The Real Mask Sickness, eh? » Implementing digital passports for SARS-CoV-2 immunization in Canada
Implementing digital passports for SARS-CoV-2 immunization in Canada

Competing interests: Kumanan Wilson is the CEO of CANImmunize Inc. Dr. Wilson owns shares of CANImmunize and does not receive renumeration for his activities as company CEO.

Undeclared interests: The "..employee of CMAJ, who was not involved with the editorial decision-making process for this article.. is married to.." and employed by Kumanan Wilson. Her name is Kim Barnhard and is employed (likely as a contractor in their attempts to skirt the law) by CANImmunize as "Communications Advisor".


Editor: So, let's reconcile this... Kumar is the principal of CANImmunize, the corporation which stands to gain from a government contract for the "vaccine confirmation" of every Canadian resident, and he receives no direct remuneration for his pushing pro-jab propaganda?
But when they hypothetically mandate vaccines and his firm CANImmunize is chosen as one of the (or the only) providers of livestock tracking software with Bill Gates' full support, he won't see his exponential appreciation in the value of his stocks? Follow the money.

How stupid do they think we are?

Implementing digital passports for SARS-CoV-2 immunization in Canada

By Kumanan Wilson MD MSc, Colleen M. Flood SJD

  • Cite as: CMAJ 2021 April 6;193:E486-8. doi: 10.1503/cmaj.210244; early-released March 3, 2021

 

The emergence and deployment of vaccines for severe acute respiratory syndrome coronavirus 2 (SARS-CoV-2) that are safe and effective offers hope for the alleviation of the enormous social, economic and health tolls of the coronavirus disease 2019 (COVID-19) pandemic. Public authorities and private entities may soon require people to provide proof of immunization to SARS-CoV-2 in certain contexts as an adjunct to efforts to safely re-open society. “Immunization passports” or certificates would allow bearers to show proof of adequate vaccination. We discuss how SARS-CoV-2 immunization passports could work, the infrastructure required to operationalize them and potential barriers and limitations to their use.

Proof of immunization is far from a new idea; during campaigns for the smallpox vaccine, the vaccine scar often served as this proof and gated access to such things as train travel.1 In Canada, certain provinces require proof of immunization for school entry.2 Internationally, proof of vaccination against yellow fever is required for entry into countries where the disease is endemic, as outlined in Annex 7 of the International Health Regulations.3,4 In the current context, a move to digitize vaccination records and to use digital immunization passports to safely open activities and events to those able to prove their immunity is novel.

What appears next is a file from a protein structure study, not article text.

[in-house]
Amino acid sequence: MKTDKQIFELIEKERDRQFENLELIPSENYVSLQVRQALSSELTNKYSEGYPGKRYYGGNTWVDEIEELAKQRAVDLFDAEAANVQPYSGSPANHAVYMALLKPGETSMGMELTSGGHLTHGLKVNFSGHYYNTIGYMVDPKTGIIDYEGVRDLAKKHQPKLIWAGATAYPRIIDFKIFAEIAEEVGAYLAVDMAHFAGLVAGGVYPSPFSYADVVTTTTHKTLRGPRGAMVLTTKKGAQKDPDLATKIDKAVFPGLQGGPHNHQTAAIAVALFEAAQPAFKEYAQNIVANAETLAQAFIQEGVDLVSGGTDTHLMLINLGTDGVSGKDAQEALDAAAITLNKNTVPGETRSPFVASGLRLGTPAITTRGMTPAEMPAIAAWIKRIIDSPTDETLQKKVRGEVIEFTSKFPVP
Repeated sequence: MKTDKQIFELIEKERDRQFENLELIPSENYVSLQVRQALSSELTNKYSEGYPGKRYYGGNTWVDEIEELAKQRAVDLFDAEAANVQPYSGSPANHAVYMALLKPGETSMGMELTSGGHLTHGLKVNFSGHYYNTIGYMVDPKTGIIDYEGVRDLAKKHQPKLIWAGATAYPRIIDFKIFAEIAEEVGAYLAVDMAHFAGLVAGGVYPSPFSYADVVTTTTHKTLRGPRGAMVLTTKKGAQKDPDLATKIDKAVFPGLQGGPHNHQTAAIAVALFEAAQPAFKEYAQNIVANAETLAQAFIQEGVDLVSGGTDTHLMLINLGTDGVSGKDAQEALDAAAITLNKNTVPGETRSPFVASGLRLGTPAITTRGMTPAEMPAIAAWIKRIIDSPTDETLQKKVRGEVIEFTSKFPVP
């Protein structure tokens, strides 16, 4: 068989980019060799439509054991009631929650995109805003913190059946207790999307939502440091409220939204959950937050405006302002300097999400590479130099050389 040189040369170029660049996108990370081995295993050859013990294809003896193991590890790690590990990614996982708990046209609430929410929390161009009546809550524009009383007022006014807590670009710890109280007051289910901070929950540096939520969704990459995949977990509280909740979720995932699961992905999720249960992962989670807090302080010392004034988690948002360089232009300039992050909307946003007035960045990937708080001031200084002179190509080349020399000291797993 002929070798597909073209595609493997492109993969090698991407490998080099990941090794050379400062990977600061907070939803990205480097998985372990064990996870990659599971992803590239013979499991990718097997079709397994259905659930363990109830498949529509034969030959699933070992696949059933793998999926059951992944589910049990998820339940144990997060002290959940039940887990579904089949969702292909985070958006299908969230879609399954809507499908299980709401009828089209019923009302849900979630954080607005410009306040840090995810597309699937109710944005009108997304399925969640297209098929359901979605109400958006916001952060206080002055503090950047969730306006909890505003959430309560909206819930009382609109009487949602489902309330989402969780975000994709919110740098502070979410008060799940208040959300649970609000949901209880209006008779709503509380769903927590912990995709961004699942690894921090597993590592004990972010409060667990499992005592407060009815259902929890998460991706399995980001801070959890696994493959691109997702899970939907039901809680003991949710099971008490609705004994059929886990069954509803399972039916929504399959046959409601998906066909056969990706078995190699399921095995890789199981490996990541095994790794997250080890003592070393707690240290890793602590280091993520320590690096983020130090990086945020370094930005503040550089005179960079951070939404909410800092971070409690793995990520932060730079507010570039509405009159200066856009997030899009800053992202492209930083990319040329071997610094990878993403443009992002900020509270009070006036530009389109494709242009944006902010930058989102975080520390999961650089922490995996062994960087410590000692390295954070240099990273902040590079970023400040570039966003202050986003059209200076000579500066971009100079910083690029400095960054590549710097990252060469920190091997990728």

The World Health Organization (WHO), International Air Traffic Association and World Economic Forum have explored potential standards and mechanisms for the implementation of immunity passport solutions,5–7 reflecting the likelihood that their first implementation would be for international travel. However, their use may be extended to proving immunity for certain workplaces and mass gatherings. Several concerns have been raised in the past about immunity passports that focus on natural immunity.8 We believe the use of passports will be restricted to immunity conferred by vaccines, as there is more scientific evidence for immunity from vaccines than from natural immunity.

In Canada, a digital passport for SARS-CoV-2 immunization could take the form of a a scannable bar code or Quick Response (QR) code showing vaccination status, which would be stored on a smartphone device in the same way as an airline boarding pass. The passport could be downloaded from a provincial or territorial immunization repository through a government portal and be linked to an individual’s identity. On seeking entry to a restricted place or activity, the passport holder would present it to be scanned for verification of the holder’s immunity status. The bar code would include a cryptographic digital signature so that the verifier would know that the passport was issued by a trusted entity, such as a provincial or territorial government. The system used to scan the bar code would require the ability to check whether the immunization record satisfied current public health guidelines on which vaccine products, dose intervals and dose counts confer adequate levels of immunity based on currently available evidence. The passport holder may also need to provide proof of identity with government-issued photo identification.

To enable effective digital immunization passports, governments will need to establish several core requirements, such as those articulated by the Royal Society in the United Kingdom (Box 1).9 The foundation of any system must be an accurate and comprehensive digital vaccination record in a government repository, with a mechanism to give people access to their records and those of their children and dependents. In certain provinces, emerging digital identity solutions may help people securely access their